The Hibernian fans were typically scathing in their assessment. "You'll be sacked in the morning," they sang as Neil Lennon walked grim-faced up the tunnel here. Their own team's performance had been spirited and so self-disciplined that they had drained the home side of allbut a sense of exasperation, yet the glee came from taunting the Celtic manager.
He is unlikely to become a victim of his team's malaise just yet, but disillusionment is growing in the stands, even if the supporters are loath to turn on one of their idols. Lennon is, instead, being diminished by costly results that have become so commonplace that they are now 12 points behind the leaders, Rangers, and three behind Motherwell in second place, although Celtic do have one game in hand.
Speculation mounted yesterday that Lennon is an increasingly legitimate target for the managerial vacancy at Leicester City, with the odds on his appointment tumbling. He is not yet at the stage of considering that kind of opportunity as a piece of fortuitous timing, but Lennon cannot continue for ever presiding over the demise of Celtic's title challenge.
"I'm not concerned about my position," Lennon said. "There are players who need to stop leaving it to others to carry the team. I'll need to out them, speak to them and get a response. Leicester are a great club and they've spent a lot of money, but I like what I do here. I don't enjoy it when you get flat performances like this, but Celtic is a bigger challenge than most other clubs in the world."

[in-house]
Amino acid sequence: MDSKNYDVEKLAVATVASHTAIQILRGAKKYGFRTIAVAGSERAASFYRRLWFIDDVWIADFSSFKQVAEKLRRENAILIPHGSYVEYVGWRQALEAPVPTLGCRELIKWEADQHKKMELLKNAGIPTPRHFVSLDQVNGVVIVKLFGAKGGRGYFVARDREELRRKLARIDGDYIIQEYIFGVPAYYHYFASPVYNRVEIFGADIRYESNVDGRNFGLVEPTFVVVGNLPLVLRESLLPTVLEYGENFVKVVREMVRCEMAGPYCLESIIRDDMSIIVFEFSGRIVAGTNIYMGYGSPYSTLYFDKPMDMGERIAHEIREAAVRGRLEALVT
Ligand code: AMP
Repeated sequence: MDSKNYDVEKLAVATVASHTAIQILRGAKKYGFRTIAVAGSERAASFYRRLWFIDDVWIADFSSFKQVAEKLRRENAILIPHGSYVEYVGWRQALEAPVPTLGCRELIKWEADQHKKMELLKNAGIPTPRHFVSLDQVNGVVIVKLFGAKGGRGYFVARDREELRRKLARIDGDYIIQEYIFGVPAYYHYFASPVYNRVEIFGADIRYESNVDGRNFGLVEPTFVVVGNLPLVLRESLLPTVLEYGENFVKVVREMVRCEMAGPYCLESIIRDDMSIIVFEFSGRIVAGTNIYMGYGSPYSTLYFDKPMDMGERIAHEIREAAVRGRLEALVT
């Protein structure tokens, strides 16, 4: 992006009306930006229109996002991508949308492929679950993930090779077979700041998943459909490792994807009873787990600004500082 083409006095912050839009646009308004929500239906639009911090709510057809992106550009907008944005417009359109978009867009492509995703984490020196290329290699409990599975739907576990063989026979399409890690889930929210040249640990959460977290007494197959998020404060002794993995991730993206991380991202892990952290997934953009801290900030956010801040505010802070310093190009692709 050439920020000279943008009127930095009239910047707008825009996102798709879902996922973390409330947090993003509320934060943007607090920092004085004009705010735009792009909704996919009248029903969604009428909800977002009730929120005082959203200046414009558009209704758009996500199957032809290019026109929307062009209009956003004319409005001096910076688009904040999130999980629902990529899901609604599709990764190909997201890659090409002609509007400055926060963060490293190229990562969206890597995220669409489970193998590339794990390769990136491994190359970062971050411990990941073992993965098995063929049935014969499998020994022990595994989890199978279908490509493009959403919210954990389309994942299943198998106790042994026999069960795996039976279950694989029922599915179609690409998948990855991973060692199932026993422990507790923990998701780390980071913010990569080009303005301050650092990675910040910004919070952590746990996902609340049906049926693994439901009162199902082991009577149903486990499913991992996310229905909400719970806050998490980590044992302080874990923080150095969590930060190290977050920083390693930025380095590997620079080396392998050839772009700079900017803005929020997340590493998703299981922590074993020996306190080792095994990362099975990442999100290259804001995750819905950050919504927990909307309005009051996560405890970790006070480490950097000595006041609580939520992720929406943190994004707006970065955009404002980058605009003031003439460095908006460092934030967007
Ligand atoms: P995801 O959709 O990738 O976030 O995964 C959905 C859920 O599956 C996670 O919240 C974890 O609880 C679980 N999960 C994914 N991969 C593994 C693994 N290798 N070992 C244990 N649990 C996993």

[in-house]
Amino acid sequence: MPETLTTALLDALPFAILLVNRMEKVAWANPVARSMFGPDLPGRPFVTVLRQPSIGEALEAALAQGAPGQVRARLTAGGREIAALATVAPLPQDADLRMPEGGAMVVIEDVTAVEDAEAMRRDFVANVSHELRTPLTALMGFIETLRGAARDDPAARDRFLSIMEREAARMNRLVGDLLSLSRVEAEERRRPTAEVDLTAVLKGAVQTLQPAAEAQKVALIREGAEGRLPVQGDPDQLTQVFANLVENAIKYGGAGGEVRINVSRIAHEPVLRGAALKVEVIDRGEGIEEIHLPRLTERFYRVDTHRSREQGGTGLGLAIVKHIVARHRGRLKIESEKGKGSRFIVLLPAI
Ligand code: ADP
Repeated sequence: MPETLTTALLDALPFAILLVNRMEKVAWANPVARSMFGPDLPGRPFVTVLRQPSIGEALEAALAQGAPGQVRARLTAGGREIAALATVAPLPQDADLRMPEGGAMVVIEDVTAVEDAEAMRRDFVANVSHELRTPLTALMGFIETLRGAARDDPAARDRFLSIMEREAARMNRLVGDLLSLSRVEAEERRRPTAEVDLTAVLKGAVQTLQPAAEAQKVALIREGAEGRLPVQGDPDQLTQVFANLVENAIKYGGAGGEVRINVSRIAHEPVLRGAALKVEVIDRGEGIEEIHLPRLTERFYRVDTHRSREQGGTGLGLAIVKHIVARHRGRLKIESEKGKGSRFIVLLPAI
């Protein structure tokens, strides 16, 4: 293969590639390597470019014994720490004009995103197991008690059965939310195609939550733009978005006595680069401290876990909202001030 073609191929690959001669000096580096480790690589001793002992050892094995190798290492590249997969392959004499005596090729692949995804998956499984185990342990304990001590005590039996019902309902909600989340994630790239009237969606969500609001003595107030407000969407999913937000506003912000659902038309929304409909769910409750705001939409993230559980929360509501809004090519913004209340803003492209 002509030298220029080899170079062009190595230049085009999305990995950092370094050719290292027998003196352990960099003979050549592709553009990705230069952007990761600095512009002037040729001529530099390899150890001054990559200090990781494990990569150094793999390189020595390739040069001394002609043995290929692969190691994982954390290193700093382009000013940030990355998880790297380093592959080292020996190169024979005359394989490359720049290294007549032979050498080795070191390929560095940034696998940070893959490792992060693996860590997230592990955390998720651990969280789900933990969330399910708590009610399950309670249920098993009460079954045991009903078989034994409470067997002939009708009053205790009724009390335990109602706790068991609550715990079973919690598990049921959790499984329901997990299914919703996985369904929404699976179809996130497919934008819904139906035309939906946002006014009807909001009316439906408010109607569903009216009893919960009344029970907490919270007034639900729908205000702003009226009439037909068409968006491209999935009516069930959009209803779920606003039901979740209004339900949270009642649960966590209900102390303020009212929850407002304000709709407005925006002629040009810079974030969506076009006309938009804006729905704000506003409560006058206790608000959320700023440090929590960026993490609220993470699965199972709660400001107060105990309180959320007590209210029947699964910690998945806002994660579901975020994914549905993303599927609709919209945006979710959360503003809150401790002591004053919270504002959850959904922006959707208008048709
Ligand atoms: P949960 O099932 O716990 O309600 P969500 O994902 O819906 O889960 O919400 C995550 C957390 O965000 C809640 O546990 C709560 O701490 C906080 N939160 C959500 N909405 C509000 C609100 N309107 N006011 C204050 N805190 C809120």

Celtic were subdued by the industry and deployment of a Hibernian team that had every right still to be traumatised by their 4-1 League Cup defeat to these opponents last Wednesday night. Apart from a Gary Hooper shot into the side-netting and an Anthony Stokes effort that Graham Stack, the Hibs goalkeeper, stopped with his feet, Celtic were unproductive.
They could not shake the languor after the interval, although James Forrest did hit the crossbar. Hibs were dogged rather than inventive, but Leigh Griffiths showed the wherewithal to flick the ball up from a free-kick and steer a volley from 25 yards just wide. It was a piece of individual aplomb, but the mood at Celtic Park was one of discontent rather than admiration.
Celtic (4-4-2): Forster; Wilson, Rogne, Mulgrew, Matthews; Forrest, Kayal (Wanyama, 76), Ki (McCourt, 76), Ledley; Hooper (Samaras, 82), Stokes.
Hibernian (4-3-2-1): Stack; Wotherspoon, O'Hanlon, Stephens, Hanlon; Osbourne, Stevenson, Galbraith; Agogo (Sproule, 77), O'Connor (Thornhill, 77); Griffiths (Palsson, 88).
Referee Calum Murray.
Man of the match Stevenson (Hibernian).
Match rating 5/10.